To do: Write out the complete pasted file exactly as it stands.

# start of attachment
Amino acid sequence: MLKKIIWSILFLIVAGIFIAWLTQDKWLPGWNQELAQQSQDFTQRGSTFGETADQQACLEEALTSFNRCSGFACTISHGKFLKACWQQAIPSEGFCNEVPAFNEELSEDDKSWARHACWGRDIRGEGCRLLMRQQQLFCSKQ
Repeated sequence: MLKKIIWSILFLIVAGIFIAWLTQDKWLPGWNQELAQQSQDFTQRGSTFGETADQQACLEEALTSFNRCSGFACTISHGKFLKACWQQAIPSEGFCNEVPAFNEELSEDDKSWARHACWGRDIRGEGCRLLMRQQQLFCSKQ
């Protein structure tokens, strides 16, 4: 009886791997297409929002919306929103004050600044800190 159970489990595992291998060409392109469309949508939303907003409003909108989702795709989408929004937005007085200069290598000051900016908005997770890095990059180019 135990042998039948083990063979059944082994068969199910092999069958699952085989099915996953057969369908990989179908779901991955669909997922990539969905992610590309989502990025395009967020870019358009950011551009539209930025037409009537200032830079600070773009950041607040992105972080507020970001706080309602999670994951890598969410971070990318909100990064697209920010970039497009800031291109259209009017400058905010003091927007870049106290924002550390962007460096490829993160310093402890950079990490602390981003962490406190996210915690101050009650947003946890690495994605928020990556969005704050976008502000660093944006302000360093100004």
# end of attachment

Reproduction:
Amino acid sequence: MLKKIIWSILFLIVAGIFIAWLTQDKWLPGWNQELAQQSQDFTQRGSTFGETADQQACLEEALTSFNRCSGFACTISHGKFLKACWQQAIPSEGFCNEVPAFNEELSEDDKSWARHACWGRDIRGEGCRLLMRQQQLFCSKQ
Repeated sequence: MLKKIIWSILFLIVAGIFIAWLTQDKWLPGWNQELAQQSQDFTQRGSTFGETADQQACLEEALTSFNRCSGFACTISHGKFLKACWQQAIPSEGFCNEVPAFNEELSEDDKSWARHACWGRDIRGEGCRLLMRQQQLFCSKQ
């Protein structure tokens, strides 16, 4: 009886791997297409929002919306929103004050600044800190 159970489990595992291998060409392109469309949508939303907003409003909108989702795709989408929004937005007085200069290598000051900016908005997770890095990059180019 135990042998039948083990063979059944082994068969199910092999069958699952085989099915996953057969369908990989179908779901991955669909997922990539969905992610590309989502990025395009967020870019358009950011551009539209930025037409009537200032830079600070773009950041607040992105972080507020970001706080309602999670994951890598969410971070990318909100990064697209920010970039497009800031291109259209009017400058905010003091927007870049106290924002550390962007460096490829993160310093402890950079990490602390981003962490406190996210915690101050009650947003946890690495994605928020990556969005704050976008502000660093944006302000360093100004």